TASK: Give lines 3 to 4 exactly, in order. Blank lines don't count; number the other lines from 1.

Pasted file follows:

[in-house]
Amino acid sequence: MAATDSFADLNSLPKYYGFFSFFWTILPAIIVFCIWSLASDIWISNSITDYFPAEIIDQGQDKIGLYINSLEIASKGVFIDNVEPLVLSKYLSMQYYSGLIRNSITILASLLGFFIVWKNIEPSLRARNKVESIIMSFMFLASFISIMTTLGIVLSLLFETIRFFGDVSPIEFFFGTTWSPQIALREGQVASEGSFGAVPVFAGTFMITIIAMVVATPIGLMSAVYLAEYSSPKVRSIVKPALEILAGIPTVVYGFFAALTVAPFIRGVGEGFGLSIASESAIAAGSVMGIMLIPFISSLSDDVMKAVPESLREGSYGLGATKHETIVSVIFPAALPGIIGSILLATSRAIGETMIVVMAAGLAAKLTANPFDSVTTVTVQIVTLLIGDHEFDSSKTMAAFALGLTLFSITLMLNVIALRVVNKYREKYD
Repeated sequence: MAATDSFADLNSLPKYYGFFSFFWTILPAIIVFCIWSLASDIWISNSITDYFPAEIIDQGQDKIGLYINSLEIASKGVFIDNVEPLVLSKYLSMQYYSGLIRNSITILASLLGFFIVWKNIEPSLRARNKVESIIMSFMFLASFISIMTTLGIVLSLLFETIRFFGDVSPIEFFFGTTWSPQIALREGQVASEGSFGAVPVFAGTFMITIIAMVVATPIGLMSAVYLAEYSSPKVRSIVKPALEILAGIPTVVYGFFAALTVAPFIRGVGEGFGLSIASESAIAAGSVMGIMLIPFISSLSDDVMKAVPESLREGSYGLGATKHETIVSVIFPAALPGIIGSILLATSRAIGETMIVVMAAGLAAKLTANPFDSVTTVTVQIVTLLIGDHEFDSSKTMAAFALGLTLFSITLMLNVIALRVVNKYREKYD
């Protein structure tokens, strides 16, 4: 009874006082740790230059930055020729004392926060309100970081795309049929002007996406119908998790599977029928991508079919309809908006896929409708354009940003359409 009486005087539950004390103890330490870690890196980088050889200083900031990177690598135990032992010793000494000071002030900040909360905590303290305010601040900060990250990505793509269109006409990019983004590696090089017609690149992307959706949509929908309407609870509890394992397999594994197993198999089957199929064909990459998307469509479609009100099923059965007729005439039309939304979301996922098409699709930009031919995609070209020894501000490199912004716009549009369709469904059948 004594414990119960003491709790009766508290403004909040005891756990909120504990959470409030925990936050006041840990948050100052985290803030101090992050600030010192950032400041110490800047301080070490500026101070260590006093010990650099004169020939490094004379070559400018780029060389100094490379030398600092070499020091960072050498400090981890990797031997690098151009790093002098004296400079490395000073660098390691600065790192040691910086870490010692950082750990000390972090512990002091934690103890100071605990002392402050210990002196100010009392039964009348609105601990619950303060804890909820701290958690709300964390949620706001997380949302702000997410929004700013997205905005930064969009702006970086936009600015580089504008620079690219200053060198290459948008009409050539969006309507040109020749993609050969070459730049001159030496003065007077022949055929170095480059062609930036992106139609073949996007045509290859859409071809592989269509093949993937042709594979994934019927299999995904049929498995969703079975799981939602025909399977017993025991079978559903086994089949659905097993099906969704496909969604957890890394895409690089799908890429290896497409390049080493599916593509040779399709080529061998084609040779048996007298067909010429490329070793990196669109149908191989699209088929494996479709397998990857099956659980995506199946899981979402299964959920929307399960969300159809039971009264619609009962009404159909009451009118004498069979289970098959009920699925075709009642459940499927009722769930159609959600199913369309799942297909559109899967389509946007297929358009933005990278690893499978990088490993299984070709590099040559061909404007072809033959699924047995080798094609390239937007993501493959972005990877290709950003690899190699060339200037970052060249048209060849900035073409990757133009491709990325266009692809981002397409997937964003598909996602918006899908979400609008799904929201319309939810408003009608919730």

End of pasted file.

Repeated sequence: MAATDSFADLNSLPKYYGFFSFFWTILPAIIVFCIWSLASDIWISNSITDYFPAEIIDQGQDKIGLYINSLEIASKGVFIDNVEPLVLSKYLSMQYYSGLIRNSITILASLLGFFIVWKNIEPSLRARNKVESIIMSFMFLASFISIMTTLGIVLSLLFETIRFFGDVSPIEFFFGTTWSPQIALREGQVASEGSFGAVPVFAGTFMITIIAMVVATPIGLMSAVYLAEYSSPKVRSIVKPALEILAGIPTVVYGFFAALTVAPFIRGVGEGFGLSIASESAIAAGSVMGIMLIPFISSLSDDVMKAVPESLREGSYGLGATKHETIVSVIFPAALPGIIGSILLATSRAIGETMIVVMAAGLAAKLTANPFDSVTTVTVQIVTLLIGDHEFDSSKTMAAFALGLTLFSITLMLNVIALRVVNKYREKYD
């Protein structure tokens, strides 16, 4: 009874006082740790230059930055020729004392926060309100970081795309049929002007996406119908998790599977029928991508079919309809908006896929409708354009940003359409 009486005087539950004390103890330490870690890196980088050889200083900031990177690598135990032992010793000494000071002030900040909360905590303290305010601040900060990250990505793509269109006409990019983004590696090089017609690149992307959706949509929908309407609870509890394992397999594994197993198999089957199929064909990459998307469509479609009100099923059965007729005439039309939304979301996922098409699709930009031919995609070209020894501000490199912004716009549009369709469904059948 004594414990119960003491709790009766508290403004909040005891756990909120504990959470409030925990936050006041840990948050100052985290803030101090992050600030010192950032400041110490800047301080070490500026101070260590006093010990650099004169020939490094004379070559400018780029060389100094490379030398600092070499020091960072050498400090981890990797031997690098151009790093002098004296400079490395000073660098390691600065790192040691910086870490010692950082750990000390972090512990002091934690103890100071605990002392402050210990002196100010009392039964009348609105601990619950303060804890909820701290958690709300964390949620706001997380949302702000997410929004700013997205905005930064969009702006970086936009600015580089504008620079690219200053060198290459948008009409050539969006309507040109020749993609050969070459730049001159030496003065007077022949055929170095480059062609930036992106139609073949996007045509290859859409071809592989269509093949993937042709594979994934019927299999995904049929498995969703079975799981939602025909399977017993025991079978559903086994089949659905097993099906969704496909969604957890890394895409690089799908890429290896497409390049080493599916593509040779399709080529061998084609040779048996007298067909010429490329070793990196669109149908191989699209088929494996479709397998990857099956659980995506199946899981979402299964959920929307399960969300159809039971009264619609009962009404159909009451009118004498069979289970098959009920699925075709009642459940499927009722769930159609959600199913369309799942297909559109899967389509946007297929358009933005990278690893499978990088490993299984070709590099040559061909404007072809033959699924047995080798094609390239937007993501493959972005990877290709950003690899190699060339200037970052060249048209060849900035073409990757133009491709990325266009692809981002397409997937964003598909996602918006899908979400609008799904929201319309939810408003009608919730």